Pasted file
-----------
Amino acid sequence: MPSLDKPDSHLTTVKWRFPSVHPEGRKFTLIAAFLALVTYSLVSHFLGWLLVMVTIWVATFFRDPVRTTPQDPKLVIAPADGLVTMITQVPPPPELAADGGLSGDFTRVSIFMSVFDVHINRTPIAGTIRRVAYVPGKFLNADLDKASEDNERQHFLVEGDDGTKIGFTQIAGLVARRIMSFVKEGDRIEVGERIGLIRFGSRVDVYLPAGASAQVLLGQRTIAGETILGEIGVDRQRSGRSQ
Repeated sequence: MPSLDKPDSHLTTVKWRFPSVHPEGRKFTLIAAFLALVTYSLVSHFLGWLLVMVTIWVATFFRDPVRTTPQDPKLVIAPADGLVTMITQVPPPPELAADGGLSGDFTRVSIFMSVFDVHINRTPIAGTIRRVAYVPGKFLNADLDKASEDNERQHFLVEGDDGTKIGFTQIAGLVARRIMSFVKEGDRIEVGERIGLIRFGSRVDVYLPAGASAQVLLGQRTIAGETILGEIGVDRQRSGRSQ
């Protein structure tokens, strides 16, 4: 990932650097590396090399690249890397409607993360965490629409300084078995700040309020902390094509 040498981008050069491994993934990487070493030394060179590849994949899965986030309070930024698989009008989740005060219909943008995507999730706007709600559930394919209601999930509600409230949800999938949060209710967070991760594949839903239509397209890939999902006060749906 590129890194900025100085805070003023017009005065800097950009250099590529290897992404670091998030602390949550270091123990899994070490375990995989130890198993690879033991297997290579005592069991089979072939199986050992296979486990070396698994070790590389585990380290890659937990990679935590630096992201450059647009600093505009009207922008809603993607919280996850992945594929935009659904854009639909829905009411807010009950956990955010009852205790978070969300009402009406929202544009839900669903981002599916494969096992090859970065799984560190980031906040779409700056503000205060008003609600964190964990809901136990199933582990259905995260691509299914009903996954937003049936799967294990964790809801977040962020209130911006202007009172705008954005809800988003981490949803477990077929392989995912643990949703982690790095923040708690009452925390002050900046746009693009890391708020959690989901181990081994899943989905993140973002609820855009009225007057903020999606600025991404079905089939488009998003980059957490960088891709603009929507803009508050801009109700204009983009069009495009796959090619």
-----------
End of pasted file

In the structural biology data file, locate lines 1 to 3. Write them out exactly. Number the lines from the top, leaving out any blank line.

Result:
Amino acid sequence: MPSLDKPDSHLTTVKWRFPSVHPEGRKFTLIAAFLALVTYSLVSHFLGWLLVMVTIWVATFFRDPVRTTPQDPKLVIAPADGLVTMITQVPPPPELAADGGLSGDFTRVSIFMSVFDVHINRTPIAGTIRRVAYVPGKFLNADLDKASEDNERQHFLVEGDDGTKIGFTQIAGLVARRIMSFVKEGDRIEVGERIGLIRFGSRVDVYLPAGASAQVLLGQRTIAGETILGEIGVDRQRSGRSQ
Repeated sequence: MPSLDKPDSHLTTVKWRFPSVHPEGRKFTLIAAFLALVTYSLVSHFLGWLLVMVTIWVATFFRDPVRTTPQDPKLVIAPADGLVTMITQVPPPPELAADGGLSGDFTRVSIFMSVFDVHINRTPIAGTIRRVAYVPGKFLNADLDKASEDNERQHFLVEGDDGTKIGFTQIAGLVARRIMSFVKEGDRIEVGERIGLIRFGSRVDVYLPAGASAQVLLGQRTIAGETILGEIGVDRQRSGRSQ
């Protein structure tokens, strides 16, 4: 990932650097590396090399690249890397409607993360965490629409300084078995700040309020902390094509 040498981008050069491994993934990487070493030394060179590849994949899965986030309070930024698989009008989740005060219909943008995507999730706007709600559930394919209601999930509600409230949800999938949060209710967070991760594949839903239509397209890939999902006060749906 590129890194900025100085805070003023017009005065800097950009250099590529290897992404670091998030602390949550270091123990899994070490375990995989130890198993690879033991297997290579005592069991089979072939199986050992296979486990070396698994070790590389585990380290890659937990990679935590630096992201450059647009600093505009009207922008809603993607919280996850992945594929935009659904854009639909829905009411807010009950956990955010009852205790978070969300009402009406929202544009839900669903981002599916494969096992090859970065799984560190980031906040779409700056503000205060008003609600964190964990809901136990199933582990259905995260691509299914009903996954937003049936799967294990964790809801977040962020209130911006202007009172705008954005809800988003981490949803477990077929392989995912643990949703982690790095923040708690009452925390002050900046746009693009890391708020959690989901181990081994899943989905993140973002609820855009009225007057903020999606600025991404079905089939488009998003980059957490960088891709603009929507803009508050801009109700204009983009069009495009796959090619």